How often do you change your oil? Maybe too often:
“There was a time when the 3,000 miles was a good guideline,” said Philip Reed, senior consumer advice editor for the car site Edmunds.com. “But it’s no longer true for any car bought in the last seven or eight years.”
Oil chemistry and engine technology have improved to the point that most cars can go several thousand more miles before changing the oil, Mr. Reed said. A better average, he said, would be 7,500 between oil changes, and sometimes up to 10,000 miles or more.
You know, I’ve never changed my oil every 3,000 miles. Every car I’ve owned, going back to about 1980, I’ve changed the oil every seven or eight thousand miles and I’ve never had any problems. No unusual engine wear, no weird noises, no parts wearing out, no nothing. My current car (ten years old) almost seems to not even use any oil. I can drive it five or six thousand miles and it’s not even down a quart. More like a pint. Or less.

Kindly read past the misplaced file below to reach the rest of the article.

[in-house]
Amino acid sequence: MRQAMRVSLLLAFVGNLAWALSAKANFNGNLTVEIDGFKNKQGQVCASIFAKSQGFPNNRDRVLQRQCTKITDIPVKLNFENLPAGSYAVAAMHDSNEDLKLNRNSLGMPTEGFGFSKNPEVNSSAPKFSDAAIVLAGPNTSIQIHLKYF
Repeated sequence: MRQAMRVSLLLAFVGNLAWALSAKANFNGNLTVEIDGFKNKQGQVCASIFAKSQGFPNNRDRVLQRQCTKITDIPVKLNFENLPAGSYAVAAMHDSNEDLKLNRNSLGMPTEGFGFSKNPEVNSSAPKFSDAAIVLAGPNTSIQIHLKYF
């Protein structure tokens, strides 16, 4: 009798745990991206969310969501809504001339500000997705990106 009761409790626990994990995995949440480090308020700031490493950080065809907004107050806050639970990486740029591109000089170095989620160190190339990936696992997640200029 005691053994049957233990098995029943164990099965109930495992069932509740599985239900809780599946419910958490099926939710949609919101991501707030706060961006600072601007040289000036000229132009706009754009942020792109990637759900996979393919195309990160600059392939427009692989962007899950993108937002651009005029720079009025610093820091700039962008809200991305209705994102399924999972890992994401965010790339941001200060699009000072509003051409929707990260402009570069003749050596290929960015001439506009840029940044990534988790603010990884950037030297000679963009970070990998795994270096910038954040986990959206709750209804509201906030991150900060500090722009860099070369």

At this point, I have a feeling I might not ever get an oil change again in my life if it weren’t for the fact that it happens automatically when I take the car in for routine service every year or two. So far, no problems after a decade. Will I regret this slothful attitude someday?